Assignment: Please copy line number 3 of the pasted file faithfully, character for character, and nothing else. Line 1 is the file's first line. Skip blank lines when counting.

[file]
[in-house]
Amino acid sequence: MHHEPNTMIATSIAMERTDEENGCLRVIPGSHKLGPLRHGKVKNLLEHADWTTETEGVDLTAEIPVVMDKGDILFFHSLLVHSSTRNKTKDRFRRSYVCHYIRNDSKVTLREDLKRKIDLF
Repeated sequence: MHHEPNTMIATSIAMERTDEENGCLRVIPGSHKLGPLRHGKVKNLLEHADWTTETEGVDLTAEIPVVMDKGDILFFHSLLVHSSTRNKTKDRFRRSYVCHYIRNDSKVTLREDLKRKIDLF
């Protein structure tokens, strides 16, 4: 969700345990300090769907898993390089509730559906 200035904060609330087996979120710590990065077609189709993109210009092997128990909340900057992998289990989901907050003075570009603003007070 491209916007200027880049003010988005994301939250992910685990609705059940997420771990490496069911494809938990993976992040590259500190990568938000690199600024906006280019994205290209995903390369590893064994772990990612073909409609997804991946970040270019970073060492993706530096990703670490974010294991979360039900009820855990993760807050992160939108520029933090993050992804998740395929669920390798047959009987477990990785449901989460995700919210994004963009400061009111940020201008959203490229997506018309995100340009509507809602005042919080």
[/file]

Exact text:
Repeated sequence: MHHEPNTMIATSIAMERTDEENGCLRVIPGSHKLGPLRHGKVKNLLEHADWTTETEGVDLTAEIPVVMDKGDILFFHSLLVHSSTRNKTKDRFRRSYVCHYIRNDSKVTLREDLKRKIDLF